Thailand rescue: 4 more boys brought out of flooded cave

Thailand rescue: 4 more boys brought out of flooded cave

Thailand rescue: 4 more boys brought out of flooded cave

On June 23, a Thai soccer team (aged 11-16) and their coach became stranded in the Tham Luang underground caves they were exploring, when severe rains sealed off their escape route.

The fate of the boys and their coach has gripped Thailand and drawn worldwide media attention.

The Thai navy SEAL unit, which has been overseeing the rescue, later confirmed on its Facebook page that the total number of boys brought out was eight.

Thailand Interior Minister Anupong Paojinda said that the boys, who have been hospitalised, were "strong and safe" but needed a medical checkup.

Dive teams in Thailand rescued four more boys from a flooded jungle cave Monday and were confident they will also be able to save the remaining four boys and their adult soccer coach still trapped in the cavern. The diver, the first fatality of the rescue effort, was working in a volunteer capacity and died on a mission to place air canisters along the passage to where the boys are, necessary for divers to safely travel the five- to six-hour route.

"The water level is low".

Four boys were successfully rescued from the Tham Laung cave area on Sunday in a delicate and lengthy operation. It takes the divers about eight hours to get into the cave, reach the boys, and bring them back out.

The boys have been brought out in pairs, each guided by two expert divers.

Australia's foreign minister says 19 Australian personnel are involved in the Thailand cave rescue operation including a doctor who's played an essential part in assessing which boys can leave and in what order.

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A heavy but brief downpour hit the area Monday morning, but authorities said that did not change the water level in the cave, as workers continue to pump water out.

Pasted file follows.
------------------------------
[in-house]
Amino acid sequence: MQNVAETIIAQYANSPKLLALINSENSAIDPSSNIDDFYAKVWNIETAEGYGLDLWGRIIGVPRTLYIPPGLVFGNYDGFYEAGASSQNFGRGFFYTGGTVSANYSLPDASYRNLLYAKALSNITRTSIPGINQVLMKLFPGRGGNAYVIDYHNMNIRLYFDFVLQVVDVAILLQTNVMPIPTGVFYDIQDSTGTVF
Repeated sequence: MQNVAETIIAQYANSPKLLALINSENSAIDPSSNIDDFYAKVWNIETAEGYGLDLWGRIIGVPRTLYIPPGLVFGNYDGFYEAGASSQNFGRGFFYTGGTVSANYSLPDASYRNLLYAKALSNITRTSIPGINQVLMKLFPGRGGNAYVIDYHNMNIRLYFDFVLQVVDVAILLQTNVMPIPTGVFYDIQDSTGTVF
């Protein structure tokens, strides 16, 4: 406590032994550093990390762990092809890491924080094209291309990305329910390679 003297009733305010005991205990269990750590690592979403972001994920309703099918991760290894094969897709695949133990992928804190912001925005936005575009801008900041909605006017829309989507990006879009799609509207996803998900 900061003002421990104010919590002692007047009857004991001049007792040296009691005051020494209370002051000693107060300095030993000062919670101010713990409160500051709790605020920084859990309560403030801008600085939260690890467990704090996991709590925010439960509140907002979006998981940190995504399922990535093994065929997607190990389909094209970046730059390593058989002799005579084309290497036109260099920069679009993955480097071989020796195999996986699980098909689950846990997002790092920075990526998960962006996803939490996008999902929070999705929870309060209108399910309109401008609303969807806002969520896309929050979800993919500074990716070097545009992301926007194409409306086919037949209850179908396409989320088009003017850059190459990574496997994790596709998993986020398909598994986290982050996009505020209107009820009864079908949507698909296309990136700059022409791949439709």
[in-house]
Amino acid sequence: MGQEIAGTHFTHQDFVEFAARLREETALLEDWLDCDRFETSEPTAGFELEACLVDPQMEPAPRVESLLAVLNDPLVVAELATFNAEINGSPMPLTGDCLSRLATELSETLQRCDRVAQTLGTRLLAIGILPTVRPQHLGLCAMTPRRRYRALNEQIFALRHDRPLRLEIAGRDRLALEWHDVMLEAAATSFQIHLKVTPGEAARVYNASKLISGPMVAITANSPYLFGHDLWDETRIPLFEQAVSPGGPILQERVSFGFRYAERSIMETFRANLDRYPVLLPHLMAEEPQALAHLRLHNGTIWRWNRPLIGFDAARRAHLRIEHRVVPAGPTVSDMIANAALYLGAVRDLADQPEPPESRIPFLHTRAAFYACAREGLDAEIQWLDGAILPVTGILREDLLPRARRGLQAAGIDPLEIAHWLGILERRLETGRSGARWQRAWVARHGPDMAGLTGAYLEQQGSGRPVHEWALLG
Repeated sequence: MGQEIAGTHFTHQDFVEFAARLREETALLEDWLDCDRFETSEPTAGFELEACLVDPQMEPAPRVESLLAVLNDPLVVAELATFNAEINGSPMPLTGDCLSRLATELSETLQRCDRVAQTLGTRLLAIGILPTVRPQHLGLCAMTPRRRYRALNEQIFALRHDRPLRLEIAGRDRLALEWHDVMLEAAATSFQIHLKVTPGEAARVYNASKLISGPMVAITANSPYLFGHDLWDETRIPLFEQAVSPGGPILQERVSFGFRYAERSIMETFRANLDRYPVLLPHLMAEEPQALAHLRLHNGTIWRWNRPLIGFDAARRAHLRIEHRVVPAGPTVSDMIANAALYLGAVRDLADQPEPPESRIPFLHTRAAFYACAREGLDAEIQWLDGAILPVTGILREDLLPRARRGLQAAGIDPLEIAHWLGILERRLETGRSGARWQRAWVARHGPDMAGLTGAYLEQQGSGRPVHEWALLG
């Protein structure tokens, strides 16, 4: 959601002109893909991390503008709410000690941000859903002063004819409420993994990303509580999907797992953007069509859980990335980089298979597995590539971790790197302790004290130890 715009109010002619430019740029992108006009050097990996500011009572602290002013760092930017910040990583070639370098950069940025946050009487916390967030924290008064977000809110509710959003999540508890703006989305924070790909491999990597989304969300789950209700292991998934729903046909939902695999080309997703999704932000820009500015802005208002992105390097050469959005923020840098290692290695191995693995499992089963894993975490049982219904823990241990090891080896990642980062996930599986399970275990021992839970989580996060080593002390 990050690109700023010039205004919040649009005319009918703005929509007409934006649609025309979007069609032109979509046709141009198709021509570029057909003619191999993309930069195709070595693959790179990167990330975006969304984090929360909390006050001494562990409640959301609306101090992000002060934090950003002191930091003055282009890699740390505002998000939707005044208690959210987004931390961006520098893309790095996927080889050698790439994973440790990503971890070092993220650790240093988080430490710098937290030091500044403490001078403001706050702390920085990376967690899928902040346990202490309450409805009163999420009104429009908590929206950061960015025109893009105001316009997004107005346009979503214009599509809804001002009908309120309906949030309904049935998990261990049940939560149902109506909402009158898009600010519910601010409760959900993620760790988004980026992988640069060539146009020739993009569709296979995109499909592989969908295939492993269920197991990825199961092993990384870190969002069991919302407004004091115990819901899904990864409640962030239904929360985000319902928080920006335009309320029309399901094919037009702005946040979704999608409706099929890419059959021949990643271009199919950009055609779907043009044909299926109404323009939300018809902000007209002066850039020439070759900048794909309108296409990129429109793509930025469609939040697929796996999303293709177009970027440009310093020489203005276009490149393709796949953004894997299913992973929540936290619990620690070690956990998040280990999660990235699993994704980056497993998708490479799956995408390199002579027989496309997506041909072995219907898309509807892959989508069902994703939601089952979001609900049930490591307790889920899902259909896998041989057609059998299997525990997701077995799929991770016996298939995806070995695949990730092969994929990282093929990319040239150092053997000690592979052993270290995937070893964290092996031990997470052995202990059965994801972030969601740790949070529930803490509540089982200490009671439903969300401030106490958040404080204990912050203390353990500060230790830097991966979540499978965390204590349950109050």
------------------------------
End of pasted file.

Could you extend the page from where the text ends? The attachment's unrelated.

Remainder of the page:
Shortly after, ambulances were seen racing toward the nearby city of Chiang Rai down roads that had been cleared of traffic to smooth the journey.

Thailand's Meteorological Department said there was a 60 percent chance of rain Monday with thunderstorms forecast throughout the week.

Authorities continued to refuse to release details about the identities or conditions of the four who had escaped. If the tests are successful, the sub would be placed on a 17-hour flight to Thailand.

The first kilometer is the hardest, CNN explains, as that's where the children have to navigate a narrow flooded channel. With the assistance of divers, they swam out with oxygen tanks, along a 2-mile long rope guiding them out.

Late Sunday, nine hours after they entered the cave, elite divers emerged carrying four of the teenage boys who were quickly transferred to waiting ambulances. They are then taken to hospital in Chiang Rai.

But with oxygen levels inside dropping to risky lows and the prospect of heavy rains flooding the area completely, authorities decided they had to move quickly and take the group out through the water-filled tunnels.

Narongsak said the first four rescued boys had not been identified out of respect for the families whose sons were still trapped, adding that the boys were being kept away from their parents due to fear of infection.

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